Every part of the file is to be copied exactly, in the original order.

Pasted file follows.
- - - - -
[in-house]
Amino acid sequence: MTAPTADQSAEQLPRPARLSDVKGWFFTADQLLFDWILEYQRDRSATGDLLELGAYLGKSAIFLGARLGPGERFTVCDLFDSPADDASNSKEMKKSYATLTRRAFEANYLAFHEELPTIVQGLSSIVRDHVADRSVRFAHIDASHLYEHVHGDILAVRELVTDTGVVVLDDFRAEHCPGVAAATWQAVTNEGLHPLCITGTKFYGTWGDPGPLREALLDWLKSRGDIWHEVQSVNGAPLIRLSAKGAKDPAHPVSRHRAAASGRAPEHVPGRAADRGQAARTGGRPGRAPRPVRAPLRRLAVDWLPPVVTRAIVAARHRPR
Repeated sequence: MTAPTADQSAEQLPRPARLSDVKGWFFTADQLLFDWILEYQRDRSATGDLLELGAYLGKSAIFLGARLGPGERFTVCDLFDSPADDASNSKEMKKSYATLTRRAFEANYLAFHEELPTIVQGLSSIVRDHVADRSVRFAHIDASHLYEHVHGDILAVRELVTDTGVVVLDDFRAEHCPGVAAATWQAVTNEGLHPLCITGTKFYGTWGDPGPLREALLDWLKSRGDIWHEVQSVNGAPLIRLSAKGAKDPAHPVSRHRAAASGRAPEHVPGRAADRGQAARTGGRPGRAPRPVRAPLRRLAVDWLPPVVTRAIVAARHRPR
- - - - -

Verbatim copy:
[in-house]
Amino acid sequence: MTAPTADQSAEQLPRPARLSDVKGWFFTADQLLFDWILEYQRDRSATGDLLELGAYLGKSAIFLGARLGPGERFTVCDLFDSPADDASNSKEMKKSYATLTRRAFEANYLAFHEELPTIVQGLSSIVRDHVADRSVRFAHIDASHLYEHVHGDILAVRELVTDTGVVVLDDFRAEHCPGVAAATWQAVTNEGLHPLCITGTKFYGTWGDPGPLREALLDWLKSRGDIWHEVQSVNGAPLIRLSAKGAKDPAHPVSRHRAAASGRAPEHVPGRAADRGQAARTGGRPGRAPRPVRAPLRRLAVDWLPPVVTRAIVAARHRPR
Repeated sequence: MTAPTADQSAEQLPRPARLSDVKGWFFTADQLLFDWILEYQRDRSATGDLLELGAYLGKSAIFLGARLGPGERFTVCDLFDSPADDASNSKEMKKSYATLTRRAFEANYLAFHEELPTIVQGLSSIVRDHVADRSVRFAHIDASHLYEHVHGDILAVRELVTDTGVVVLDDFRAEHCPGVAAATWQAVTNEGLHPLCITGTKFYGTWGDPGPLREALLDWLKSRGDIWHEVQSVNGAPLIRLSAKGAKDPAHPVSRHRAAASGRAPEHVPGRAADRGQAARTGGRPGRAPRPVRAPLRRLAVDWLPPVVTRAIVAARHRPR